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Trafford Leigh-Mallory


Air Vice-Marshal Trafford Leigh-Mallory, commander of No. 12 Group during the Battle of Britain. Leigh-Mallory supported the ‘Big Wing’ air fighting tactic of grouping fighter squadrons which had been proposed by Acting Squadron Leader Douglas Bader.

One of ‘the Few’, Alan Deere, comments on the ‘Big Wing’ issue:

It was over the question of mass formations ... or wings of squadrons, as they later became known ... that a really vital issue arose. Douglas Bader was the chief instigator of the use of wings in the Battle of Britain, and had sold the idea to Air Vice-Marshal Leigh-Mallory. Although concentration of force, which the mass formations implied, is a foremost principle of war, it did not apply under the conditions which affected the defence of these shores in the Battle of Britain, at least through the medium of wing formations. The wing was not new to Park ... he had used it in the closing days of the Dunkirk fighting ... and it must be assumed therefore that he had considered, but discarded, the use of mass formations, undoubtedly for reasons of speed and flexibility. The sober truth is that, at this stage of the war, the information from the radar chain was neither sufficiently complete nor sufficiently reliable to permit the added option of the policy with success….

From personal experience, there were very few occasions in the 11 Group area when it would have been possible to scramble and assemble two squadrons as a wing ... let alone five as finally used from Duxford ... in time to make an effective interception before the enemy bombers reached their target. Almost one hundred per cent of the interceptions by the Duxford wing were over or just short of the target, and sometimes after the bombs had fallen, which supports the contention that much vital time was lost in forming up, and proceeding to the target, in mass formation. On this basis, I wonder how many of the 11 Group Sector airfields would have been in commission on the 7th September, when the Germans finally ceased bombing airfields, and how many aircraft would have been destroyed on the ground or caught in the act of getting airborne, had Park relied on wing formations to fight his battle? Finally, with the forces allotted to him by the Commander-in-Chief, Park’s password was ‘economy of effort’ and in this context it is of interest to note that in a series of ten large formation sorties from Duxford into the 11 Group area, nine were unsuccessful and the tenth destroyed one Me 109!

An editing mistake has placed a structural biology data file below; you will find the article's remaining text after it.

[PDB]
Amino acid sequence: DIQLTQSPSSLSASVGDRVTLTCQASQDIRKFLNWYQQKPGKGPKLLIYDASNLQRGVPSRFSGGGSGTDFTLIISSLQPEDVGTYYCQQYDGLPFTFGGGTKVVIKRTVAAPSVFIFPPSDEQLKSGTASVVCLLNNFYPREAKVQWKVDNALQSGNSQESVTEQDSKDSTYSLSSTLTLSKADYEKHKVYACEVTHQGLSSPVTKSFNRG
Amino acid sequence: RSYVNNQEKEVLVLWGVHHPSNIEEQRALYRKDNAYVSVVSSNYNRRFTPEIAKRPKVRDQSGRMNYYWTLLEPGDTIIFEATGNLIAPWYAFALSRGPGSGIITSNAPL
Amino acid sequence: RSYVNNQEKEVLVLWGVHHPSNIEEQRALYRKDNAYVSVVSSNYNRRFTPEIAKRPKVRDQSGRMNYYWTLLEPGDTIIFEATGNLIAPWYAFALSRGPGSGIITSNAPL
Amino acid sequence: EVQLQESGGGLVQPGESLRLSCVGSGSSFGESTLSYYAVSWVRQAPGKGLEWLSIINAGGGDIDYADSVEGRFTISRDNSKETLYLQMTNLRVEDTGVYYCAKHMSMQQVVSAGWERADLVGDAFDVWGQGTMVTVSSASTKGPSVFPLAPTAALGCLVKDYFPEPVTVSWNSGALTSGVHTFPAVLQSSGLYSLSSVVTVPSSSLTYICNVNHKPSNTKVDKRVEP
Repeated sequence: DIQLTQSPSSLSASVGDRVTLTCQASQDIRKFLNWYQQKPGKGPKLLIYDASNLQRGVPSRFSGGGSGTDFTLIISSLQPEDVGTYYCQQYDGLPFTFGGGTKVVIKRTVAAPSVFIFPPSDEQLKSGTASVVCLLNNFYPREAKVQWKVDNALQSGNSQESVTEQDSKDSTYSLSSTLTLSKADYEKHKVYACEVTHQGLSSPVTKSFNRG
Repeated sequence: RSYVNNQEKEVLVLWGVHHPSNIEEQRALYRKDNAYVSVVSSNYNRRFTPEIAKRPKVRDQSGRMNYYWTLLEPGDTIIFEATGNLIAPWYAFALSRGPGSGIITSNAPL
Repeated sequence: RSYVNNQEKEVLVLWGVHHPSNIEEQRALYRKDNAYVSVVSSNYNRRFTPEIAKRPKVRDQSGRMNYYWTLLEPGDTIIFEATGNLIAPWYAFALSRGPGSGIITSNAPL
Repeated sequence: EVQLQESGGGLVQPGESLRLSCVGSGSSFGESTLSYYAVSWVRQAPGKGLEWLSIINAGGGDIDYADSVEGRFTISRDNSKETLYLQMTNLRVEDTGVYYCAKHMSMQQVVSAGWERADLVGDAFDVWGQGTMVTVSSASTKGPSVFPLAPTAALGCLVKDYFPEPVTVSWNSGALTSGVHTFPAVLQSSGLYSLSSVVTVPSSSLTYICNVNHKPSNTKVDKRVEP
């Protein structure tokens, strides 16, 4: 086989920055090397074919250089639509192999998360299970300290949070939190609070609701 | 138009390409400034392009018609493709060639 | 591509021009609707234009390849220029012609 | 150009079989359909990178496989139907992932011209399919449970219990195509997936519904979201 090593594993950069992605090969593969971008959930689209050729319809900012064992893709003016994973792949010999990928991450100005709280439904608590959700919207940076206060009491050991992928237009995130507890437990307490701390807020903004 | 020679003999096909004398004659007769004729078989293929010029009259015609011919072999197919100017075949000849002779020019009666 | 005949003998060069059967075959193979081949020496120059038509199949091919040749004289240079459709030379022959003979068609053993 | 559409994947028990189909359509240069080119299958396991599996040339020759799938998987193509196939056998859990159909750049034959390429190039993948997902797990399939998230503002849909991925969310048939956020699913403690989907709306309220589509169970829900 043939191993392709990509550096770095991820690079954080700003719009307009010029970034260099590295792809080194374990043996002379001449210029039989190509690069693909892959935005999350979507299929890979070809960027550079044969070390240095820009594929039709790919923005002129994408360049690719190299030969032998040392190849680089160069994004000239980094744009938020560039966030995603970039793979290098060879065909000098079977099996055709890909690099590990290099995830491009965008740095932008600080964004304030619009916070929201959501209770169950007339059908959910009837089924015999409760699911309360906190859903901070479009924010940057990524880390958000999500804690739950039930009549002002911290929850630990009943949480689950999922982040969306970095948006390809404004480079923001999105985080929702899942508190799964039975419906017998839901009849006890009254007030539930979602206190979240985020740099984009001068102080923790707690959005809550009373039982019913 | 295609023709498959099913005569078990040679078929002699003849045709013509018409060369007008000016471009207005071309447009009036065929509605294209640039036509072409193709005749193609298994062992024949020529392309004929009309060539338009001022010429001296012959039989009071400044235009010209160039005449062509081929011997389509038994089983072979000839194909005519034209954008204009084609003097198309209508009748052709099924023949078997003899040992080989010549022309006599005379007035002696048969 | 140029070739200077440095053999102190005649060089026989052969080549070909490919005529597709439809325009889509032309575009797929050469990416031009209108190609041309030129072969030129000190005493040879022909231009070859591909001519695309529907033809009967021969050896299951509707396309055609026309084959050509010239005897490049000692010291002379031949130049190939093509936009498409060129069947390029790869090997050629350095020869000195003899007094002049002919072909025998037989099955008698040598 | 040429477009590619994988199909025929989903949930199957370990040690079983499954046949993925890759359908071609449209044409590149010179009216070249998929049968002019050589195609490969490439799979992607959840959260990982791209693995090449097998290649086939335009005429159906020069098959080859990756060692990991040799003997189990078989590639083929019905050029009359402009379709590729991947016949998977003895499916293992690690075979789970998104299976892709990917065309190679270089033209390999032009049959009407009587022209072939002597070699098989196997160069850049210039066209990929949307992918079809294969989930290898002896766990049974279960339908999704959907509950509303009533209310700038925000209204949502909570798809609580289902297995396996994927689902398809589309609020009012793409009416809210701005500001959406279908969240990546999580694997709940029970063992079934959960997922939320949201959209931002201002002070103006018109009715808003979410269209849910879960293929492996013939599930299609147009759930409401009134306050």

[Air Commodore Alan C Deere DSO OBE DFC and Bar, Nine Lives (Hodder & Stoughton, London, 1959, republished Crécy Publishing Limited, Manchester, 1999), pp.169-70]

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Trafford Leigh-Mallory, URL:, (Manatū Taonga — Ministry for Culture and Heritage), updated